Earlier this month, my wife and I went to hear a performance of Handel’s oratorio, Messiah, at Camelback Bible Church in Phoenix; the orchestra and chorus of the Phoenix Symphony was directed by Music Director Tito Muñoz. Like so many people, we have loved this music for a very long time. We listen to recordings, we have sung it in choirs, I have played it in an orchestra (in the orchestration by Mozart that includes trombones), and we have studied its music and text.
The most famous part of Messiah is the “Hallelujah Chorus;” Handel’s manuscript is shown above. Coming at the end of Part II of the oratorio, it is a joyous celebration of Jesus Christ, “Hallelujah – and He shall reign forever and ever.”
Of course, when one hears Messiah at this time of year, a particular point of focus is Part I that tells the story of the birth of Jesus.
The sequence of soprano recitatives and choruses surrounding the announcement of the birth of Christ to the shepherds (shown above, in part) is electrifying:
There were shepherds abiding in the field, keeping watch over their flock by night.
And lo, an angel of the Lord came upon them, and the Glory of the Lord shone round about them, and they were sore afraid.
And the angel said unto them, Fear not; for behold, I bring you good tidings of great joy, which shall be to all people: for unto you is born this day, in the city of David, a Savior, which is Christ the Lord.
And suddenly there was with the Angel a multitude of the heavenly host, praising God, and saying:
Glory to God in the highest, and on earth peace, good will towards men.
This year, these words from Luke’s Gospel , 2:8-14, had new, special meaning to us. This summer, we traveled to Israel with a tour group sponsored by the Wheaton College Alumni Association. The trip changed us in many ways, and provided us with a new context for the understanding of the Bible, its time, its people and its message.
We traveled to Bethlehem, the city of the birth of Jesus, to the Church of the Nativity, the traditional place where Christ was born. A word on this: There are many places in Israel where it is believed that this or that event happened. Some are known with certainty, others are known only by long tradition. For me, it does not matter if I stood on the exact spot of an historical event; it is enough for me to have been in the neighborhood and been in a place where millions of people for centuries have believed an event occurred. Such it is with the Church of the Nativity. In the photo above, the floor of the church’s grotto has been covered with marble that was placed there to keep people from chipping away a part of the rock on which it is built. Below the altar is a silver star, in the middle of which is a hole where one can reach down and touch the original bedrock.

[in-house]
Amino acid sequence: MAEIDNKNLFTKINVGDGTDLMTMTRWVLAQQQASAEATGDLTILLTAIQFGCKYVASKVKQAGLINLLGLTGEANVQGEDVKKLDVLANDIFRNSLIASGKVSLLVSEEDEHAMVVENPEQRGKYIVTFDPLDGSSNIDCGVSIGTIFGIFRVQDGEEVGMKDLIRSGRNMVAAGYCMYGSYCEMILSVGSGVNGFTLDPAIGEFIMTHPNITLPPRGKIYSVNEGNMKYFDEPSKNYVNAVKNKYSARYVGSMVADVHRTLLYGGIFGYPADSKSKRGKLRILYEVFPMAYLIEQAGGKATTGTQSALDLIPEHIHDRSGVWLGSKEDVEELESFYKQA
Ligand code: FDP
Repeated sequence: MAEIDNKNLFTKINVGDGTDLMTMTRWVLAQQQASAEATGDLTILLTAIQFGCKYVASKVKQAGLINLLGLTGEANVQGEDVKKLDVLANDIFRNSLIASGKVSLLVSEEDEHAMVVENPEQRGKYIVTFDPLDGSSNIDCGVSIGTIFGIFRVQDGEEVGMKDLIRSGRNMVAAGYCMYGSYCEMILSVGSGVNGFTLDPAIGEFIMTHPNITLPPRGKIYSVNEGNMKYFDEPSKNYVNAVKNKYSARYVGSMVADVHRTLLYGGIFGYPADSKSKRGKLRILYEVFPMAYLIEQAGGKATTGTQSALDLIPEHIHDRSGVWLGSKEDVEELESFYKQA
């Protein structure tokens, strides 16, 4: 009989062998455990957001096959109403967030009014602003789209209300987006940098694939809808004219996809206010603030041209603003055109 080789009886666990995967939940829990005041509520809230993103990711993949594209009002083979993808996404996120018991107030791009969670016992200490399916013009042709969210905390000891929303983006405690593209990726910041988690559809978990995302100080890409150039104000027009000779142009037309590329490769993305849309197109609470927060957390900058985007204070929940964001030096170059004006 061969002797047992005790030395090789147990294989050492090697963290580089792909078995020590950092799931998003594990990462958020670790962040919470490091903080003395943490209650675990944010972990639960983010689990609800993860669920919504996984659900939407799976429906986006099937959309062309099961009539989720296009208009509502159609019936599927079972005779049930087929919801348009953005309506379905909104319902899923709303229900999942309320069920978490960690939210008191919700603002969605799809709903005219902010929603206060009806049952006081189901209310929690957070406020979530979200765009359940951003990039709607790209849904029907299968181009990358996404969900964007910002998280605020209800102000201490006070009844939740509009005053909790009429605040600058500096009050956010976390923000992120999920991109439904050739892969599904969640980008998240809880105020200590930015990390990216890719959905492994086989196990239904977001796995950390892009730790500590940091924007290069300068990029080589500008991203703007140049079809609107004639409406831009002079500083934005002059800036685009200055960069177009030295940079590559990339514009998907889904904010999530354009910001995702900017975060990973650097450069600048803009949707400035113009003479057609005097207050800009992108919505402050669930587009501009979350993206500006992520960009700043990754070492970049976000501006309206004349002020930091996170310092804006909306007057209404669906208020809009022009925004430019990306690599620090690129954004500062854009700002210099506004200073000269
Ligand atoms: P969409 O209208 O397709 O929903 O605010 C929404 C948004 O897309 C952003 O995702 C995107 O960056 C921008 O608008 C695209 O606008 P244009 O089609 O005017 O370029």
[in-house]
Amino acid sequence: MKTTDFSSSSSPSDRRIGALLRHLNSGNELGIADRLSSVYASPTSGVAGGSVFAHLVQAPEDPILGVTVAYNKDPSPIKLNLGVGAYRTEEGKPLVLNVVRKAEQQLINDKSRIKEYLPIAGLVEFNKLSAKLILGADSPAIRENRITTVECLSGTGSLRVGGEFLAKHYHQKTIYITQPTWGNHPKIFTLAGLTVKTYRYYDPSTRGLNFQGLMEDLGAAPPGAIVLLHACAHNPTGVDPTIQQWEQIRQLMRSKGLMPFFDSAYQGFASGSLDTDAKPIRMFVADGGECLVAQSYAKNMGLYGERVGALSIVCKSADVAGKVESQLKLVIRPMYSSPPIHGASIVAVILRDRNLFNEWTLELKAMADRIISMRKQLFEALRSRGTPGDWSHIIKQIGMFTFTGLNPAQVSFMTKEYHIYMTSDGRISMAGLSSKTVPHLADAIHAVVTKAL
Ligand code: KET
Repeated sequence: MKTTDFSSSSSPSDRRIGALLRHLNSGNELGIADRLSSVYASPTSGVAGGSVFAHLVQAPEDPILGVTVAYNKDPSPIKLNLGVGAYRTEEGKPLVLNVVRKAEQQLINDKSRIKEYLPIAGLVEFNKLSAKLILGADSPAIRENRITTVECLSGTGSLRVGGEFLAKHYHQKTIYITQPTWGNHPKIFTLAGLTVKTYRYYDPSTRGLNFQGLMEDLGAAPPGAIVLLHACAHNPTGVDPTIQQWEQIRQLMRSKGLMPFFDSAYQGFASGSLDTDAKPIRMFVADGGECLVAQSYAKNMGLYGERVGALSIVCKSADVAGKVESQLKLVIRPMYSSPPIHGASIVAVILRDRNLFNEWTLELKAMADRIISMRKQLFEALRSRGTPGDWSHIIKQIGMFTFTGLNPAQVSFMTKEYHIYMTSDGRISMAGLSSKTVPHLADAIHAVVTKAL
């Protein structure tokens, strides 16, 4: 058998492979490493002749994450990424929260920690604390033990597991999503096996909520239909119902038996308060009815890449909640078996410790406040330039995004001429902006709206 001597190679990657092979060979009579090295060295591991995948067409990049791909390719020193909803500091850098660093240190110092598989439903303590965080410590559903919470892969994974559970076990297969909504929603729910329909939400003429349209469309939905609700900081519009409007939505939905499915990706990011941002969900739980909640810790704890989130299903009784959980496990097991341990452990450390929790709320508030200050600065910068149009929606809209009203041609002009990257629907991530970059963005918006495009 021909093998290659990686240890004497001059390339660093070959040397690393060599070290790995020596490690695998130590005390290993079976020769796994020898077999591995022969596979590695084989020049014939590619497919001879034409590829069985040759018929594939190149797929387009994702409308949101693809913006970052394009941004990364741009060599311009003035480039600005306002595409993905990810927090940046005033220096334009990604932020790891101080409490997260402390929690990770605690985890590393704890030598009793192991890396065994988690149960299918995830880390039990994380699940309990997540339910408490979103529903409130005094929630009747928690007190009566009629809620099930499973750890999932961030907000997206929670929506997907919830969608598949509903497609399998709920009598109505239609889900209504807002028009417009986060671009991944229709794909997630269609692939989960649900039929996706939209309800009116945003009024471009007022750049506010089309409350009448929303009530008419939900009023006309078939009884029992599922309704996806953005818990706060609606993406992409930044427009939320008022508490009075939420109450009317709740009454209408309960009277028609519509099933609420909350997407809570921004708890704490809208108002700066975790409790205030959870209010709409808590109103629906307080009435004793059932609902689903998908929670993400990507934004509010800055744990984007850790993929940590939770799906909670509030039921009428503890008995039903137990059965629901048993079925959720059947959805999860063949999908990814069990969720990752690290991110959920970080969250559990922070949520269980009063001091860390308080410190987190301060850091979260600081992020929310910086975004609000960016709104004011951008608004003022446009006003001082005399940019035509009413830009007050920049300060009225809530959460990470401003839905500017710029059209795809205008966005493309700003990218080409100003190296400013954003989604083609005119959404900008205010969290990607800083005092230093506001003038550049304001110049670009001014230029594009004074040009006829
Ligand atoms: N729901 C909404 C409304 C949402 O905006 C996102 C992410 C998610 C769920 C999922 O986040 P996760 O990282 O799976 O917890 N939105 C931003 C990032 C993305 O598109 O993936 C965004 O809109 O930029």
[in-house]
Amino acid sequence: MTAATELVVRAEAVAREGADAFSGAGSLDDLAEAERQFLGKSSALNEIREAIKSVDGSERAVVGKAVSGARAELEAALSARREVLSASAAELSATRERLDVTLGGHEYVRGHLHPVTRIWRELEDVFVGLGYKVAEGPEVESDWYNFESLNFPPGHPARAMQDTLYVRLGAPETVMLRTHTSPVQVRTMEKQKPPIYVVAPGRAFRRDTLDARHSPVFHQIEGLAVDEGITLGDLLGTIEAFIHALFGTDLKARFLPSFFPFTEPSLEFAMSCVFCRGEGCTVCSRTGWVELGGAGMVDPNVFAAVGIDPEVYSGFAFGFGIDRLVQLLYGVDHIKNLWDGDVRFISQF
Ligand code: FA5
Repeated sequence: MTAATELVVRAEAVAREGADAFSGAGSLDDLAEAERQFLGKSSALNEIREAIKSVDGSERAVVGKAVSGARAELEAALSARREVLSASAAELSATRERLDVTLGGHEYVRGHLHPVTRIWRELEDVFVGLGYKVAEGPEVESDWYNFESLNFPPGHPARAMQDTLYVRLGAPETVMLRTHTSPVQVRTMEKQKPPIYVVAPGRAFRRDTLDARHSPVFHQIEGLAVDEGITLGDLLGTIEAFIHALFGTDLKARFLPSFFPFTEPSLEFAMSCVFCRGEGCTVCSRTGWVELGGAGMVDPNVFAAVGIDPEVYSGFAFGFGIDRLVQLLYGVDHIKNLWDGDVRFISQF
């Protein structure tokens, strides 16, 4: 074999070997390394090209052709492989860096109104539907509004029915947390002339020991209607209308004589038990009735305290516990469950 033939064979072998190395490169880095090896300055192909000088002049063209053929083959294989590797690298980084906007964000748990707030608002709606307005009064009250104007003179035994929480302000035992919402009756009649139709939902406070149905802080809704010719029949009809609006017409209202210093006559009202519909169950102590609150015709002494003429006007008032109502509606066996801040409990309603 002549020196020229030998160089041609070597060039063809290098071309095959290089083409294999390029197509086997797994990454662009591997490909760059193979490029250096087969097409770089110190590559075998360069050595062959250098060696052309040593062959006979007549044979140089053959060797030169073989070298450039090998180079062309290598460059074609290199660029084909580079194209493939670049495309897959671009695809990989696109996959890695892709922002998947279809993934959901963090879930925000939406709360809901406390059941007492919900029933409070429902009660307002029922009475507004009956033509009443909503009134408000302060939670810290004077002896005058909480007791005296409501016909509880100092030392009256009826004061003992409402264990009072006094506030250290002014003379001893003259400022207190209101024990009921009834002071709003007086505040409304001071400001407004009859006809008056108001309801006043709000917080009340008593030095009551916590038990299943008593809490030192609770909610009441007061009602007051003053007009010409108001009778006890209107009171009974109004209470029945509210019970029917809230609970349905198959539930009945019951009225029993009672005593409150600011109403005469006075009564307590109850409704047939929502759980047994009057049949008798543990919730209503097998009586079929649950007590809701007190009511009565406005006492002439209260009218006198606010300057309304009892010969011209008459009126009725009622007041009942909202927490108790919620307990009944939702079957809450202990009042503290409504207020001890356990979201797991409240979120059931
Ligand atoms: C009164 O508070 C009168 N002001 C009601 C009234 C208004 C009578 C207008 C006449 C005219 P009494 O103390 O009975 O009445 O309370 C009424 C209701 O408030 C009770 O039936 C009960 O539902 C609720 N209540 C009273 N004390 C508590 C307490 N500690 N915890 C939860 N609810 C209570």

From the Church we went to the Bethlehem shepherd fields where our group sang Christmas carols in a cave known to have been used by shepherds over the centuries. The idea of sheep and shepherds in and around Bethlehem took on new meaning as we came to appreciate Bethlehem’s proximity to Jerusalem and the need, in Biblical times, for many sheep for sacrificial purposes.
Near the shepherd caves is the Chapel of the Shepherd’s Fields, a small but beautiful chapel that features paintings of scenes from that night when the angel came to the shepherds to announce the birth of Christ (above).
There was one more small thing that we encountered in that trip to Bethlehem. In our many travels around the world, we have seen small plaques with verses from the Bible in various places. Sometimes they are found in a single language, sometimes in two or three languages. I don’t know who makes them and who installs them, but we have seen them in the USA, England, Greece and, now, in Israel. We saw the plaque below, in English and German, in a courtyard of the Church of the Nativity. This verse from John 1:14 is, to me, the most impactful, stunning, remarkable sentence I have ever read. That God would send his Son, Jesus, to redeem His people on earth is incomprehensible. But this is what we celebrate at Christmas.